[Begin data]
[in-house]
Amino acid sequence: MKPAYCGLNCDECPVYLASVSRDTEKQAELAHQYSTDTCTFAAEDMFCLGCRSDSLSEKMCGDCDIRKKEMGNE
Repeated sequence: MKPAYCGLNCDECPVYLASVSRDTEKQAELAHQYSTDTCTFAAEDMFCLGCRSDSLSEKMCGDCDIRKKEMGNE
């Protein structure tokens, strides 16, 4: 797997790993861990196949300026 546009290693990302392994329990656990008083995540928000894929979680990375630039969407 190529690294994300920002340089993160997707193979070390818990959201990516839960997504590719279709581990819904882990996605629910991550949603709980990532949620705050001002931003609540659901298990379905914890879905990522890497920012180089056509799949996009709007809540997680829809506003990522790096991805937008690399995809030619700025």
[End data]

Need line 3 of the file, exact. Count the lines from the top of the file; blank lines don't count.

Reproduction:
Repeated sequence: MKPAYCGLNCDECPVYLASVSRDTEKQAELAHQYSTDTCTFAAEDMFCLGCRSDSLSEKMCGDCDIRKKEMGNE